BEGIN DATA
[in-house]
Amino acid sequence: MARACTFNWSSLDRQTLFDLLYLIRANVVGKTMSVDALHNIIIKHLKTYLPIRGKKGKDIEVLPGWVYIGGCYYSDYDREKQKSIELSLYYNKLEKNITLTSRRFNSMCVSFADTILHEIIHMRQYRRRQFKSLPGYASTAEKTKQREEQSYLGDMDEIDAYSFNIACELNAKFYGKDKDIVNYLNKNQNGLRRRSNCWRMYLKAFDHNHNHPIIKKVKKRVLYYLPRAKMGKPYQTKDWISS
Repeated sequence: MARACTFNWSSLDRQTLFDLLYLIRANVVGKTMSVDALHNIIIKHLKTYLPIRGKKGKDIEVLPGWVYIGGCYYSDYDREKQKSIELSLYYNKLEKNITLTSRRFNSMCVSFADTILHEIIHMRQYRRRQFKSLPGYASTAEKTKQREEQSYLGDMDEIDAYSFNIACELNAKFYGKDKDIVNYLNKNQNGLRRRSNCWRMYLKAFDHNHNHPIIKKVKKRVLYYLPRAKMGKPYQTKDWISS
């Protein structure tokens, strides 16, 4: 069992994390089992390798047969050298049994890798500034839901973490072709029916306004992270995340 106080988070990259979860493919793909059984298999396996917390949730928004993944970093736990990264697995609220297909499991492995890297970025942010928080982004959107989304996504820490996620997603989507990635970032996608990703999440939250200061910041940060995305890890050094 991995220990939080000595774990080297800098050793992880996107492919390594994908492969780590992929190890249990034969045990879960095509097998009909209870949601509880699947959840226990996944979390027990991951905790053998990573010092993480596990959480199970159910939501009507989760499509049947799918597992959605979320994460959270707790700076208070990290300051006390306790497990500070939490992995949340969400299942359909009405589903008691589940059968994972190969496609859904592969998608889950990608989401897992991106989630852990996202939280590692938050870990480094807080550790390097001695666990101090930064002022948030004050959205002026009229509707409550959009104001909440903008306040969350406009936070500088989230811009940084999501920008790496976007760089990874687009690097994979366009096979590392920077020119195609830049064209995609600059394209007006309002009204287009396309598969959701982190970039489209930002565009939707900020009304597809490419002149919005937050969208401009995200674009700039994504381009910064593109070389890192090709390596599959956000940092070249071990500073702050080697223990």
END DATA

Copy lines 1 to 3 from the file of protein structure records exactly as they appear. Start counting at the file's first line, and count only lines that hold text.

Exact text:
[in-house]
Amino acid sequence: MARACTFNWSSLDRQTLFDLLYLIRANVVGKTMSVDALHNIIIKHLKTYLPIRGKKGKDIEVLPGWVYIGGCYYSDYDREKQKSIELSLYYNKLEKNITLTSRRFNSMCVSFADTILHEIIHMRQYRRRQFKSLPGYASTAEKTKQREEQSYLGDMDEIDAYSFNIACELNAKFYGKDKDIVNYLNKNQNGLRRRSNCWRMYLKAFDHNHNHPIIKKVKKRVLYYLPRAKMGKPYQTKDWISS
Repeated sequence: MARACTFNWSSLDRQTLFDLLYLIRANVVGKTMSVDALHNIIIKHLKTYLPIRGKKGKDIEVLPGWVYIGGCYYSDYDREKQKSIELSLYYNKLEKNITLTSRRFNSMCVSFADTILHEIIHMRQYRRRQFKSLPGYASTAEKTKQREEQSYLGDMDEIDAYSFNIACELNAKFYGKDKDIVNYLNKNQNGLRRRSNCWRMYLKAFDHNHNHPIIKKVKKRVLYYLPRAKMGKPYQTKDWISS